R.C. Sproul said, “My dream is that Ligonier Academy will supply this nation with an entire generation of articulate Christians who understand the Bible and their faith deeply, and that those individuals will then live out their faith in every nook and cranny of the world in which we live.†When we consider the general decline in biblical knowledge, both in our society and in our churches, as well as the decline in morality that inevitably follows, it becomes clear that something must be done. Convinced the prophetic warning “My people are destroyed for lack of knowledge†(Hosea 4.6) remains truer than it has ever been, a solid Bible college—not simply a Christian “liberal artsâ€Â college, but a college focused upon biblical and theological studies—is, we believe, a strong step toward the true remedy. There are, to be sure, many Bible colleges around—so why another? Our answer is that, while most Bible colleges teach from a baptistic and fundamentalist perspective, Ligonier Academy’s college is a specifically Reformed Bible college, committed to teaching the riches of the historic Christian faith. For understanding the vision of the school better, I would really commend the two videos, one on the consequences of ideas and the other with R.C. Sproul introducing the school, on the homepage of our website.

Is the Academy accredited?
No academic institution is “born†accredited, because the process takes a couple years (and usually only after its graduates can be assessed)—thus we are not accredited, although the discussion is on the table for prayerful consideration. To be sure, we want to prioritize the integrity of the curriculum. However, it’s important to know that accredited, graduate-level institutions are allowed to accept some 10% of their incoming students from non-accredited schools. Also, Ligonier has longstanding relationships with the presidents and faculty of various seminaries, for example, many of which have already endorsed our programs. Sincere recommendations of top students to our seminary “friends†will likely prove more valuable to a student than a transcript from one of the thousands of accredited Bible colleges around the country. Perhaps the chief issue with accreditation is that being accredited allows students to apply for government financial aid. In the meantime, however, we hope to be able to offer qualified students comparable financial help.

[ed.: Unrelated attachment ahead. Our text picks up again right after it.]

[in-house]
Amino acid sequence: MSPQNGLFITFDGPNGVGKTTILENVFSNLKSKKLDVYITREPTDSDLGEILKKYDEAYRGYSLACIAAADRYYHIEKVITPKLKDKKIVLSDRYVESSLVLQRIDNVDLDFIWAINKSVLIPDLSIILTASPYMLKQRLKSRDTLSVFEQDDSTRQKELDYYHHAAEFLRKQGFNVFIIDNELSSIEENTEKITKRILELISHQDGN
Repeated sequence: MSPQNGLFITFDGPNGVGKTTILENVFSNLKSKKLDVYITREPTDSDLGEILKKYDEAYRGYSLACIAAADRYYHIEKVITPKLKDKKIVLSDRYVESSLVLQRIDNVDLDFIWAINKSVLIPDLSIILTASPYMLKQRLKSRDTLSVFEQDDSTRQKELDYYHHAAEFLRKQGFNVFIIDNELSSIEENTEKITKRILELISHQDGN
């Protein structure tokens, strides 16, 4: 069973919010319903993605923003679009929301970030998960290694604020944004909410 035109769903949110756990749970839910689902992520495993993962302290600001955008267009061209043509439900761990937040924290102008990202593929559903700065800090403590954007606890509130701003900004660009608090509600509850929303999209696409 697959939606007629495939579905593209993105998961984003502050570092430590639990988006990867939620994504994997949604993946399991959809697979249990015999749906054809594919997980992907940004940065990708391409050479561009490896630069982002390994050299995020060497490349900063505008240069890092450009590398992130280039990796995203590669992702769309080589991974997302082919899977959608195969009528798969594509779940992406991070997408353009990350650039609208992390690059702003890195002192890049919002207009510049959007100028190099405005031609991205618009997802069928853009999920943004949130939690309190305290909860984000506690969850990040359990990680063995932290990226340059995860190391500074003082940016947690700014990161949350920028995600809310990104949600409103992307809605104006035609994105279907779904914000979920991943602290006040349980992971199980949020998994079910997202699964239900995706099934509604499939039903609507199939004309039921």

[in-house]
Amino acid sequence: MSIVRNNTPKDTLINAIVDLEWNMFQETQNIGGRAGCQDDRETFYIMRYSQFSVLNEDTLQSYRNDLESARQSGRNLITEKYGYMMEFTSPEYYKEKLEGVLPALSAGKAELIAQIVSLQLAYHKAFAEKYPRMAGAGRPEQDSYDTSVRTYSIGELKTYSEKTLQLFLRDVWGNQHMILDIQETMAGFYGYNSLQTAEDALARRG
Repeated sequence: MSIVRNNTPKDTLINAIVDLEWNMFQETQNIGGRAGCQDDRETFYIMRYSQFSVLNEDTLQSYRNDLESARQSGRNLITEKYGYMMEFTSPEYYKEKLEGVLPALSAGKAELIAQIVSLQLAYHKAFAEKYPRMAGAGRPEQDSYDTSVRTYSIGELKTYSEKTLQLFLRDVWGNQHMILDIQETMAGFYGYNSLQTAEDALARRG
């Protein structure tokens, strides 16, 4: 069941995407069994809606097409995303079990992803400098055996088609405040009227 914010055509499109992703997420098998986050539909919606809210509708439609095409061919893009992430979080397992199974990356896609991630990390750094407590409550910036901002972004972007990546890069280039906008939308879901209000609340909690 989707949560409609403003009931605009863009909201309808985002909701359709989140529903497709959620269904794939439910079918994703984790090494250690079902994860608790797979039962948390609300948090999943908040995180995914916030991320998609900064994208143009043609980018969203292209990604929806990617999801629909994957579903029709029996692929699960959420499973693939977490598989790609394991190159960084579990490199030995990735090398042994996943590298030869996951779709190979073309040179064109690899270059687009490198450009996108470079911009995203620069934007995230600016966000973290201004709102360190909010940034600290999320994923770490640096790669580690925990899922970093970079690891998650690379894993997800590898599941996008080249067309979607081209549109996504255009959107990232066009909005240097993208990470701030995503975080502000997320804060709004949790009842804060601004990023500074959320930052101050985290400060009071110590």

What degrees and programs are offered at the Academy?
The Academy offers two four-year Bachelor of Arts and one two-year Associate of Arts:

Bachelor of Arts in Biblical Studies—focuses on the history and background of Scripture, the theology of Paul, and the original languages of Hebrew and Greek.

Bachelor of Arts in Theological Studies—focuses on the history of theology, philosophy, and apologetics, and on the historic ecclesiastical language of Latin.

Associate of Arts in Biblical and Theological Studies—offers a foundation in Scripture and theology.